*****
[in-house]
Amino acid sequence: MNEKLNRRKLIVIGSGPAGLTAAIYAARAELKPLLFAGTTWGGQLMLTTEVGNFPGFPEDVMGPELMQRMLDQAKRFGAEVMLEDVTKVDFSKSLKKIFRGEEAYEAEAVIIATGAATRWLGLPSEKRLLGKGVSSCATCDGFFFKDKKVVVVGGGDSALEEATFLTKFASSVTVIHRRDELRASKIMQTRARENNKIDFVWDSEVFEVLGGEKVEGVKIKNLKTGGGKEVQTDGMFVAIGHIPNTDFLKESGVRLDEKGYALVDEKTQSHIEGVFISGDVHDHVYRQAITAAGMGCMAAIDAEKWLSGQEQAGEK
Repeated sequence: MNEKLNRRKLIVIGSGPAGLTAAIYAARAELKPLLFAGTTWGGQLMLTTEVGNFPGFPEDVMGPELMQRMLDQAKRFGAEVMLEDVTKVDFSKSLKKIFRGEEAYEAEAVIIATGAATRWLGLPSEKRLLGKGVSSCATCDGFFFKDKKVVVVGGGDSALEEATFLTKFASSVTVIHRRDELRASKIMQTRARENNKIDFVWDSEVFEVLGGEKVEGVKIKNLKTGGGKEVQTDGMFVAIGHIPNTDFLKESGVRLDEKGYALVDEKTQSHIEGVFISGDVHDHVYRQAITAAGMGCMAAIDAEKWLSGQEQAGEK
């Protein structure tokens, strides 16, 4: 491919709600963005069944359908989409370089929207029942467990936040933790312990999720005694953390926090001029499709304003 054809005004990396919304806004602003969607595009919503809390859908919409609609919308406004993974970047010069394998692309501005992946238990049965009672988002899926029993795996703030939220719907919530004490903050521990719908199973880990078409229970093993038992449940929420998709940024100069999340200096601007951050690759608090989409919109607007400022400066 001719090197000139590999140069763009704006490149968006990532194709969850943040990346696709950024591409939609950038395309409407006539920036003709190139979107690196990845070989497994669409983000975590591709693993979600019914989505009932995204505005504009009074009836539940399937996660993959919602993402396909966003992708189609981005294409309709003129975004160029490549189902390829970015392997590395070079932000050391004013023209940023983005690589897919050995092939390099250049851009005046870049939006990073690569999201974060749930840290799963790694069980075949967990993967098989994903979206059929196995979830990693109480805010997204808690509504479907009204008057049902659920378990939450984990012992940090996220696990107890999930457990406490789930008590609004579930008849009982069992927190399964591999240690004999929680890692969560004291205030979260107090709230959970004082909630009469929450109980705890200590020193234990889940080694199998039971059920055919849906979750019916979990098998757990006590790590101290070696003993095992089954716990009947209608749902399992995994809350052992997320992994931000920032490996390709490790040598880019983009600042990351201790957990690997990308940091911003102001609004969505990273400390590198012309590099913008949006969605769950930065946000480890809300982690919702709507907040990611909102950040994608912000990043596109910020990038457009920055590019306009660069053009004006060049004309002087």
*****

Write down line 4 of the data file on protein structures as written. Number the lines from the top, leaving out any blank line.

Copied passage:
């Protein structure tokens, strides 16, 4: 491919709600963005069944359908989409370089929207029942467990936040933790312990999720005694953390926090001029499709304003 054809005004990396919304806004602003969607595009919503809390859908919409609609919308406004993974970047010069394998692309501005992946238990049965009672988002899926029993795996703030939220719907919530004490903050521990719908199973880990078409229970093993038992449940929420998709940024100069999340200096601007951050690759608090989409919109607007400022400066 001719090197000139590999140069763009704006490149968006990532194709969850943040990346696709950024591409939609950038395309409407006539920036003709190139979107690196990845070989497994669409983000975590591709693993979600019914989505009932995204505005504009009074009836539940399937996660993959919602993402396909966003992708189609981005294409309709003129975004160029490549189902390829970015392997590395070079932000050391004013023209940023983005690589897919050995092939390099250049851009005046870049939006990073690569999201974060749930840290799963790694069980075949967990993967098989994903979206059929196995979830990693109480805010997204808690509504479907009204008057049902659920378990939450984990012992940090996220696990107890999930457990406490789930008590609004579930008849009982069992927190399964591999240690004999929680890692969560004291205030979260107090709230959970004082909630009469929450109980705890200590020193234990889940080694199998039971059920055919849906979750019916979990098998757990006590790590101290070696003993095992089954716990009947209608749902399992995994809350052992997320992994931000920032490996390709490790040598880019983009600042990351201790957990690997990308940091911003102001609004969505990273400390590198012309590099913008949006969605769950930065946000480890809300982690919702709507907040990611909102950040994608912000990043596109910020990038457009920055590019306009660069053009004006060049004309002087």